Ngathingpei Khayi

You can make anything by writing – CS Lewis

Kashmiris in Delhi


When we talk about the Kashmiris in the capital we have to start from India’s most powerful political family, the Nehru-Gandhi family. Jawaharlal Nehru the first Prime Minister of independent India who is also called the architect of modern India. His daughter Indira Gandhi is the only women and second longest serving Prime Minister (1966 to 1977) of the country. Then comes Rajiv Gandhi who joins politics with the assassination of his mother Indira Gandhi, making him the youngest Prime Minister (40 years in 1984). Now in the line is Rahul Gandhi and things look good with his Italian mother Sonia Gandhi on his side as President of Indian National Congress and Chairperson of United Progressive Alliance. Recognizing the contribution of this family there is Jawaharlal Nehru University and then Moti Lal Nehru College and Kamla Nehru College in Delhi University are named after the family members in the capital.

In the walled city of Old Delhi there is a gate name Kashmiri Gate, history says it was named like that as a road starts from there which leads to Kashmir. Don’t know how many people went that road but today there are many of them in the capital in search for better opportunities and many had to migrate because of the militancy problem in the 90s. Like the father son duo Santoor (Indian classical stringed music instrument) player Pt. Bhajan Sopori and Abhay Rustum Sopori are in Delhi for more than 22 years. “My father was already here working with AIR, I came with my brother and mother in 1990. Everybody has been affected by the events that happened in the past. So now it’s no point griping about it. Rather people should see the positive side, many Kashmiris have spread out and doing well around the globe,” articulates Abhay Sopori. “Delhi gives opportunity to everybody to grow, freely move around, and do your things. But now as things are getting better I regular visit Kashmir, do my concerts and I never felt being alienated from that place. I am a part of that culture and I represent them,” says Pt. Bhajan Sapori who has 5000 composition under his name and awarded with Padma Shree.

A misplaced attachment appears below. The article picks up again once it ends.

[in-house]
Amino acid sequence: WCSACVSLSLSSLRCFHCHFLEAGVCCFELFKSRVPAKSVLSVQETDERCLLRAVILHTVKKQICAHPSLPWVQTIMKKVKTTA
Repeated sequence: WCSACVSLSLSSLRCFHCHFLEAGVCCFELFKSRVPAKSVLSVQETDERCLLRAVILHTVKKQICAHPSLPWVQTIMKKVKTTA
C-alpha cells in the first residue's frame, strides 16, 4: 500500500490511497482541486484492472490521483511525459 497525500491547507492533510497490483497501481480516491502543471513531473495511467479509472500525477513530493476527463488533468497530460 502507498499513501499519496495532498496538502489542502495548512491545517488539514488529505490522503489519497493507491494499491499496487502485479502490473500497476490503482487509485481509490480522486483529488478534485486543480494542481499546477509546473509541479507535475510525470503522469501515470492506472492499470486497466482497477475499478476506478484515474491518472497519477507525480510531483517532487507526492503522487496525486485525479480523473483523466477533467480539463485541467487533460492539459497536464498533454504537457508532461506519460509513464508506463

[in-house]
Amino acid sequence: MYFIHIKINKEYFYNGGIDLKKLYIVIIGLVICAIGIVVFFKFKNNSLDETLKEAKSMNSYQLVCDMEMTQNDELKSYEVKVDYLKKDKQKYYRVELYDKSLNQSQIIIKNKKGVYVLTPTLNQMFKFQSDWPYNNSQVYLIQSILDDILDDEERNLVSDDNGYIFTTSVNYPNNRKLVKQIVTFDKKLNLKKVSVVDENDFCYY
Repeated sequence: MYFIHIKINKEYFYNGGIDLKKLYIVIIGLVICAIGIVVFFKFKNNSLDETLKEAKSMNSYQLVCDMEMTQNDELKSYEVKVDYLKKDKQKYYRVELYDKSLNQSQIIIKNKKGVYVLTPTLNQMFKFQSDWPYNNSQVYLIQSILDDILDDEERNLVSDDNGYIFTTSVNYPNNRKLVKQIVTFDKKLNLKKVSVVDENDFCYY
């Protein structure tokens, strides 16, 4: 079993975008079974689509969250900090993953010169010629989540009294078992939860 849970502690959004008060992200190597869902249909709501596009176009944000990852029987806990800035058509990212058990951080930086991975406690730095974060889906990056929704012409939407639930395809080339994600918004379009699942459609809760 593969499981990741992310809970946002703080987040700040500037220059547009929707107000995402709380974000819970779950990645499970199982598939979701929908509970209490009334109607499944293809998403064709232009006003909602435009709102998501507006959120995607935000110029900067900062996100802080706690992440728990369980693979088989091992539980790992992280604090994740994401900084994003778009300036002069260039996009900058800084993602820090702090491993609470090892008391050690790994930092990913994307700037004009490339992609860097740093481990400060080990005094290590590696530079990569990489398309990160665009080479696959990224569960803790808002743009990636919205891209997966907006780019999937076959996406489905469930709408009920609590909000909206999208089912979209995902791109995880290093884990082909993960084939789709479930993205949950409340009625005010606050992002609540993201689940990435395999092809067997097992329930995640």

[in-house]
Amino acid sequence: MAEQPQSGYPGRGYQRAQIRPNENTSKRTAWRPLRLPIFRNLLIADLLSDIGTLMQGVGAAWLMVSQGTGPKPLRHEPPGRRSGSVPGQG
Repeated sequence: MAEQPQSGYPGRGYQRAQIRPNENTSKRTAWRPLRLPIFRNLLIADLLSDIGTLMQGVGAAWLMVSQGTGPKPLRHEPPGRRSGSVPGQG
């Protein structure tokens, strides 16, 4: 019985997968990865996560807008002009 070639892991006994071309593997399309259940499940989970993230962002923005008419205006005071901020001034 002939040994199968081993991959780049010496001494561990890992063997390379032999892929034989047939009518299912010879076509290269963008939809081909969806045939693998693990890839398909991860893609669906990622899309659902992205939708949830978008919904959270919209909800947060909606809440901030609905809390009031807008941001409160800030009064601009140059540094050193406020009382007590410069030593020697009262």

One thing is for sure though they have made capital their second home, given on any day they would love to go back to their first home – Kashmir. According to the theater personality Ashwath Bhat, “The moment people hear ‘Kashmiri’ they associate it with violence or trouble which I really don’t like. We are peace loving people. After travelling around world, I feel Kashmiris are really very warm at heart and our hospitality is hard to match. Kashmiri language has so much humor and satire in it. ” Sharing same view national footballer Mehrajuddin Wadoo, “Because of my football I have been out of the state for more than 12 years but where ever I go I tell people to visit Kashmir which is called the Paradise on Earth. If you ask me to tell one best thing about Kashmir, I can’t, because everything about it is good.”